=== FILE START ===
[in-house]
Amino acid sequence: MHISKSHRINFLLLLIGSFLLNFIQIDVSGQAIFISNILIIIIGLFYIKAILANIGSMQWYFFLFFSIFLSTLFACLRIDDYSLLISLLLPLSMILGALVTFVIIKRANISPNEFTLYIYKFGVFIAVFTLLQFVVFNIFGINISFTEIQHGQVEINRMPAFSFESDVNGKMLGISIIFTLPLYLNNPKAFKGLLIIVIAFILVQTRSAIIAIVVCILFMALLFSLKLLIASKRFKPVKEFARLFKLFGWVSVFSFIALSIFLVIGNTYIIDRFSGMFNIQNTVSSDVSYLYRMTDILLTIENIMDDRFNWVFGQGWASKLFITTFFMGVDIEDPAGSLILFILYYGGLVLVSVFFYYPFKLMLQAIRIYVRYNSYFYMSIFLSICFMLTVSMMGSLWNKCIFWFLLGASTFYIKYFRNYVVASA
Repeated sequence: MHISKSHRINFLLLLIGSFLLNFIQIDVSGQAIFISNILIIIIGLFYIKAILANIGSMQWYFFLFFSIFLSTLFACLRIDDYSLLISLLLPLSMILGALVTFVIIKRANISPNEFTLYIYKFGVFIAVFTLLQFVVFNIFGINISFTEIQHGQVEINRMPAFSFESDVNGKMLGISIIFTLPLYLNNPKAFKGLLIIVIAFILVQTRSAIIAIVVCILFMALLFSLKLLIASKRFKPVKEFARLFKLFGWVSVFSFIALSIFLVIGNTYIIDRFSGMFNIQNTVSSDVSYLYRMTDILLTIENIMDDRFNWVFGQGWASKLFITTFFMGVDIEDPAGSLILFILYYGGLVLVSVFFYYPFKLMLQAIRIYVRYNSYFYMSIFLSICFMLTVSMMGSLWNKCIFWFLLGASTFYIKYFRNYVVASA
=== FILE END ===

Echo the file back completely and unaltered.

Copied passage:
[in-house]
Amino acid sequence: MHISKSHRINFLLLLIGSFLLNFIQIDVSGQAIFISNILIIIIGLFYIKAILANIGSMQWYFFLFFSIFLSTLFACLRIDDYSLLISLLLPLSMILGALVTFVIIKRANISPNEFTLYIYKFGVFIAVFTLLQFVVFNIFGINISFTEIQHGQVEINRMPAFSFESDVNGKMLGISIIFTLPLYLNNPKAFKGLLIIVIAFILVQTRSAIIAIVVCILFMALLFSLKLLIASKRFKPVKEFARLFKLFGWVSVFSFIALSIFLVIGNTYIIDRFSGMFNIQNTVSSDVSYLYRMTDILLTIENIMDDRFNWVFGQGWASKLFITTFFMGVDIEDPAGSLILFILYYGGLVLVSVFFYYPFKLMLQAIRIYVRYNSYFYMSIFLSICFMLTVSMMGSLWNKCIFWFLLGASTFYIKYFRNYVVASA
Repeated sequence: MHISKSHRINFLLLLIGSFLLNFIQIDVSGQAIFISNILIIIIGLFYIKAILANIGSMQWYFFLFFSIFLSTLFACLRIDDYSLLISLLLPLSMILGALVTFVIIKRANISPNEFTLYIYKFGVFIAVFTLLQFVVFNIFGINISFTEIQHGQVEINRMPAFSFESDVNGKMLGISIIFTLPLYLNNPKAFKGLLIIVIAFILVQTRSAIIAIVVCILFMALLFSLKLLIASKRFKPVKEFARLFKLFGWVSVFSFIALSIFLVIGNTYIIDRFSGMFNIQNTVSSDVSYLYRMTDILLTIENIMDDRFNWVFGQGWASKLFITTFFMGVDIEDPAGSLILFILYYGGLVLVSVFFYYPFKLMLQAIRIYVRYNSYFYMSIFLSICFMLTVSMMGSLWNKCIFWFLLGASTFYIKYFRNYVVASA